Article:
THURSDAY, Aug. 18 (HealthDay News) -- Many doctors continue to
recommend annual screening for cervical cancer, even though current
guidelines say some women can wait much longer between tests.
Those are the findings of a new study by Katherine Roland, a
behavioral scientist at the U.S. Centers for Disease Control and
"These findings are in conflict with the guidelines," Roland said.
The downsides of too-frequent testing, she said, include excess
costs, pain and the inconvenience of having to visit the doctor
more often than necessary.
For the study, published online Aug. 18 in the
American Journal of Obstetrics & Gynecology, Roland evaluated data from two national surveys from 2006 and found that the majority of health care providers still advised annual screenings, even when test results and a woman's history suggested it wasn't needed.
Her team also reviewed responses from 376 private office-based
health care providers and 216 providers from hospitals and
Under cervical cancer screening guidelines issued by the
American Cancer Society in 2002 and the American College of
Obstetricians and Gynecologists in 2003, women aged 30 or older
should have both a Pap test, also known as a Pap smear, and a human
papillomavirus (HPV) test, also called an HPV co-test. HPV is the
most common sexually transmitted infection, and certain types of
HPV can cause cervical cancer.
If the results of both tests are normal, a woman can wait three
years for her next Pap test, which looks for signs of cancer in
cells from a woman's cervix.
Roland presented three scenarios to the doctors and other health
care providers, each involving a woman between 30 and 60 years old
with a current normal Pap test. In one vignette, she had no current
HPV test result and a history of two normal Pap tests. In a second,
she had a current negative HPV test and two consecutive normal Pap
tests. In the third, she had a current negative HPV test and no Pap
history besides the current one.
While all three scenarios would warrant recommending an interval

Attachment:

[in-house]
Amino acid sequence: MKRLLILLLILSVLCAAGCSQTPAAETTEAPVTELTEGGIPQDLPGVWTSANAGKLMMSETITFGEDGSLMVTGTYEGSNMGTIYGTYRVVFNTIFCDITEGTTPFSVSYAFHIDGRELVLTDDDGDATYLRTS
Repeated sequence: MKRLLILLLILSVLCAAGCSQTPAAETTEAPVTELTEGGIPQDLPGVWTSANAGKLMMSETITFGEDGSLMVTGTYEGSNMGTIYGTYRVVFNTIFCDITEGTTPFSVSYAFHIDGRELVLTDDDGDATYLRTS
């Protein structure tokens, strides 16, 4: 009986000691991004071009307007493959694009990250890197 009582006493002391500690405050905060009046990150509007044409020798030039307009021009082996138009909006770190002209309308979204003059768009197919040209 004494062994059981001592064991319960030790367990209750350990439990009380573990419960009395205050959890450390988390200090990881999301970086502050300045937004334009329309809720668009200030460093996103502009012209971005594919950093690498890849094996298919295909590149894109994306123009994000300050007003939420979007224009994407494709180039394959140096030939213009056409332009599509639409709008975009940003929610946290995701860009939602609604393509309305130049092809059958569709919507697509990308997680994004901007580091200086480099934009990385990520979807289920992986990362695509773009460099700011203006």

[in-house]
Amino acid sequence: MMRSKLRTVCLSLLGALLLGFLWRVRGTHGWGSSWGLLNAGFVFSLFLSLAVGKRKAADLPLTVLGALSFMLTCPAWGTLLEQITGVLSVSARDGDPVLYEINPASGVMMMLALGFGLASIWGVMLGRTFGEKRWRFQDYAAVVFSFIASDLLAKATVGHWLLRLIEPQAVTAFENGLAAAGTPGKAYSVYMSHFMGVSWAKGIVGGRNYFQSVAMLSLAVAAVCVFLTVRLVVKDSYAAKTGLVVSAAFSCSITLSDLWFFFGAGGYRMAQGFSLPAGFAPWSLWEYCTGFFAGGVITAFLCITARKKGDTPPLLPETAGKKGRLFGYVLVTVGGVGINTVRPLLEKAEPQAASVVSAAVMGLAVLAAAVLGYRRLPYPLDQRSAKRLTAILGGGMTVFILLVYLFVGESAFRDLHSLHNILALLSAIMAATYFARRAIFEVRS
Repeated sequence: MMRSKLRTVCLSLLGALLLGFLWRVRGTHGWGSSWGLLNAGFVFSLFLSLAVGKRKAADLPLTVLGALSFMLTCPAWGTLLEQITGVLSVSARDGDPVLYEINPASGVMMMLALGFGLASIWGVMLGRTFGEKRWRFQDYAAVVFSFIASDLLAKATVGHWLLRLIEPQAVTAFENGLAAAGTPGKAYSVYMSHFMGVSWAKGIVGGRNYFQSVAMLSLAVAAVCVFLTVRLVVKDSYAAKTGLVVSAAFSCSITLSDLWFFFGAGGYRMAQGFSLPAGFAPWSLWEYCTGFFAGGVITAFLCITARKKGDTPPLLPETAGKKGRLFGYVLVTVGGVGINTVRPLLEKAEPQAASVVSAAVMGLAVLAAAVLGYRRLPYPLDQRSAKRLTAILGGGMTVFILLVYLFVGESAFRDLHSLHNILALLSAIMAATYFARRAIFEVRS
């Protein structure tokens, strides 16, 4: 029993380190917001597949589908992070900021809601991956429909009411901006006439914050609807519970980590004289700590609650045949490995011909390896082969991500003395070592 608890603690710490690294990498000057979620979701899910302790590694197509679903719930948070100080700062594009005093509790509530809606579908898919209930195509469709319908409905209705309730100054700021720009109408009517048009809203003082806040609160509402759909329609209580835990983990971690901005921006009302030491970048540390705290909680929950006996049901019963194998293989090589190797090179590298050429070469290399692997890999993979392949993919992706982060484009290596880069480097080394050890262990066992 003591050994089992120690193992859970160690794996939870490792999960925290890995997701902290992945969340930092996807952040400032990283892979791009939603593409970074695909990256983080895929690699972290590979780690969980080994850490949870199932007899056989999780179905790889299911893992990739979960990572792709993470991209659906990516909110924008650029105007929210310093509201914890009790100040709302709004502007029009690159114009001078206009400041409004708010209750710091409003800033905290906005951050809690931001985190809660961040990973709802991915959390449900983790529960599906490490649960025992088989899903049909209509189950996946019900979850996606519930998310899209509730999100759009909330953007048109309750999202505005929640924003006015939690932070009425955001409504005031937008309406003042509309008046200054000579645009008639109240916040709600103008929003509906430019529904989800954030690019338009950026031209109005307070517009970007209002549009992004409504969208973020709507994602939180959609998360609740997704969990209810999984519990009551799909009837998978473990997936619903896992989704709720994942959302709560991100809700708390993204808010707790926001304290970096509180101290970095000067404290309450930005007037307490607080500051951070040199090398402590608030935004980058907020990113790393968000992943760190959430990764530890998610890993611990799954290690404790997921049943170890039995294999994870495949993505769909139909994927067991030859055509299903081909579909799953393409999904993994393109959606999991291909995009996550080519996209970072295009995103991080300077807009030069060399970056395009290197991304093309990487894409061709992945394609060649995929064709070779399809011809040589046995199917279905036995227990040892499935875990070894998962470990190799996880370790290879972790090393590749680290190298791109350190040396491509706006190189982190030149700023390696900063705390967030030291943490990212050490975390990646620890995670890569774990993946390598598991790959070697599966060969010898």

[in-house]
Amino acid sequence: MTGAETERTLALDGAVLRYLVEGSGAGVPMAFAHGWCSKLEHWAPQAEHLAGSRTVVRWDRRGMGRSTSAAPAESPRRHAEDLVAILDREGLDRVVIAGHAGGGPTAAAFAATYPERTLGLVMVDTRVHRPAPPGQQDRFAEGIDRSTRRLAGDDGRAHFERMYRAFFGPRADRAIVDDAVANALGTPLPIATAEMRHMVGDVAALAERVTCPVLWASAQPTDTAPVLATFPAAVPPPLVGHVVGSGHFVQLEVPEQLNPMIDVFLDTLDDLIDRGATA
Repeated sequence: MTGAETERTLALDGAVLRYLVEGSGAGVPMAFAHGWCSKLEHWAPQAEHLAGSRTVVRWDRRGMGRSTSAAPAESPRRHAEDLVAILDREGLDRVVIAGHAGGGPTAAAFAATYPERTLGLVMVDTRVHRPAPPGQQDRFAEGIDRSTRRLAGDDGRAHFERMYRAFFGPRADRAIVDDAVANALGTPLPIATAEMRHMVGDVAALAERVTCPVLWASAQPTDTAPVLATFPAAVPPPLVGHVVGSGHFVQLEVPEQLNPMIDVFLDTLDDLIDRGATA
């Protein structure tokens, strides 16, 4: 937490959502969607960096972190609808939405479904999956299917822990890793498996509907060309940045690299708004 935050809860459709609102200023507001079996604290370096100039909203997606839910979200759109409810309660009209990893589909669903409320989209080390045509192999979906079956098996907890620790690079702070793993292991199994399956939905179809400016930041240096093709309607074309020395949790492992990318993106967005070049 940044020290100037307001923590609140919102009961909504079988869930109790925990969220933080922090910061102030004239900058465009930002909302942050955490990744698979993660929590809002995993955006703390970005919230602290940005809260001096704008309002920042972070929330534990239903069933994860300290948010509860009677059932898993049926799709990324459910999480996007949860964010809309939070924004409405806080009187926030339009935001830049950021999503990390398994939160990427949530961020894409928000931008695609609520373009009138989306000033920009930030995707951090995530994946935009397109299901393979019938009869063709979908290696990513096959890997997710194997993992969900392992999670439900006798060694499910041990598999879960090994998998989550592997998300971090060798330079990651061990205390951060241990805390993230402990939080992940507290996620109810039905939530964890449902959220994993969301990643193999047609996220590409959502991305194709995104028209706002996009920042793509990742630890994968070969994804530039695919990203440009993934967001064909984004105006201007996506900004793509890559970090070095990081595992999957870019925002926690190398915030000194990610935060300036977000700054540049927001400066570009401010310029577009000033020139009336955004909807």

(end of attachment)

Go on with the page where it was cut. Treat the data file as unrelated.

of three years, most of the doctors and others who performed the
tests still would recommend yearly screening, the investigators
"We found that only half the providers are using the HPV co-test," Roland said. She couldn't explain why that is so, or why they continue to order annual screens even if they perform both tests as advised.
Among the study limitations, however, is that office staff often
answered the questions, which may have affected the accuracy, the
study authors said.
A conventional Pap test costs about $14, Roland said, and a
liquid-based cytology type test is about $28. The cost of the HPV
test varies, she noted.
The findings puzzle Dr. Elizabeth Poynor, a gynecologic
oncologist and pelvic surgeon at Lenox Hill Hospital in New York
City. "What struck me was the slow nature of the physicians to
accept the new guidelines," Poynor said.
But, she pointed out that the HPV co-test was new when the data
was collected in 2006. Today, more doctors could be using the test
and extending the interval between screenings. Maybe doctors need
to get used to the guidelines, to develop a comfort level with the
less frequent screening, she said.
The guidelines make sense, Poynor added. "When you combine a
negative HPV and a negative Pap, the false negative rate goes down
to a very low level," she said.
Women can take this information to their doctors and "use it as
a point for dialogue or discussion," Poynor suggested.
However, it's crucial to realize that the screening guidelines
apply only to women 30 to 60 who are healthy, Poynor stressed. They
don't apply to women with certain medical risk factors, such as
exposure to the prescription drug DES (diethylstilbestrol), which
has been linked to cancer.
And, it's important to tell women they still need an annual
pelvic exam, Poynor said.
To learn more about Pap testing, visit
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